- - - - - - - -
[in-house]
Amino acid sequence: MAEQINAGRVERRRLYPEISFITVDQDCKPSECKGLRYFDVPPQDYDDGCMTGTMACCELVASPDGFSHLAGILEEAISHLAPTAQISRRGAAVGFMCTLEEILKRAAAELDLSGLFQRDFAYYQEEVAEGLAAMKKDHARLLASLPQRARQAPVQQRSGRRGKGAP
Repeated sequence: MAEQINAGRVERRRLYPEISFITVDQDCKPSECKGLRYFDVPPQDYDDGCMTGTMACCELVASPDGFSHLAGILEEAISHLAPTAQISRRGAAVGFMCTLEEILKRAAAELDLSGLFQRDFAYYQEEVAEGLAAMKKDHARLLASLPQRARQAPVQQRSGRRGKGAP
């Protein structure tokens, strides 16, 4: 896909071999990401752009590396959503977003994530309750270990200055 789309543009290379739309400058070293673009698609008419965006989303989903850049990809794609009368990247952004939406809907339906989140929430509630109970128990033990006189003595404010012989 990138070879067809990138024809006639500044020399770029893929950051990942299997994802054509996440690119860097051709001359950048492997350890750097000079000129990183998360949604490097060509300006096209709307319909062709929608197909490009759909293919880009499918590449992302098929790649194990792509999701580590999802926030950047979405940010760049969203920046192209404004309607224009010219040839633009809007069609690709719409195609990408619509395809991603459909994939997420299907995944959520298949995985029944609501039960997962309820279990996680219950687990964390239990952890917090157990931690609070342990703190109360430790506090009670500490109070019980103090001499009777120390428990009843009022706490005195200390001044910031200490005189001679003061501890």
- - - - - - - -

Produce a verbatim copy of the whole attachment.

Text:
[in-house]
Amino acid sequence: MAEQINAGRVERRRLYPEISFITVDQDCKPSECKGLRYFDVPPQDYDDGCMTGTMACCELVASPDGFSHLAGILEEAISHLAPTAQISRRGAAVGFMCTLEEILKRAAAELDLSGLFQRDFAYYQEEVAEGLAAMKKDHARLLASLPQRARQAPVQQRSGRRGKGAP
Repeated sequence: MAEQINAGRVERRRLYPEISFITVDQDCKPSECKGLRYFDVPPQDYDDGCMTGTMACCELVASPDGFSHLAGILEEAISHLAPTAQISRRGAAVGFMCTLEEILKRAAAELDLSGLFQRDFAYYQEEVAEGLAAMKKDHARLLASLPQRARQAPVQQRSGRRGKGAP
């Protein structure tokens, strides 16, 4: 896909071999990401752009590396959503977003994530309750270990200055 789309543009290379739309400058070293673009698609008419965006989303989903850049990809794609009368990247952004939406809907339906989140929430509630109970128990033990006189003595404010012989 990138070879067809990138024809006639500044020399770029893929950051990942299997994802054509996440690119860097051709001359950048492997350890750097000079000129990183998360949604490097060509300006096209709307319909062709929608197909490009759909293919880009499918590449992302098929790649194990792509999701580590999802926030950047979405940010760049969203920046192209404004309607224009010219040839633009809007069609690709719409195609990408619509395809991603459909994939997420299907995944959520298949995985029944609501039960997962309820279990996680219950687990964390239990952890917090157990931690609070342990703190109360430790506090009670500490109070019980103090001499009777120390428990009843009022706490005195200390001044910031200490005189001679003061501890």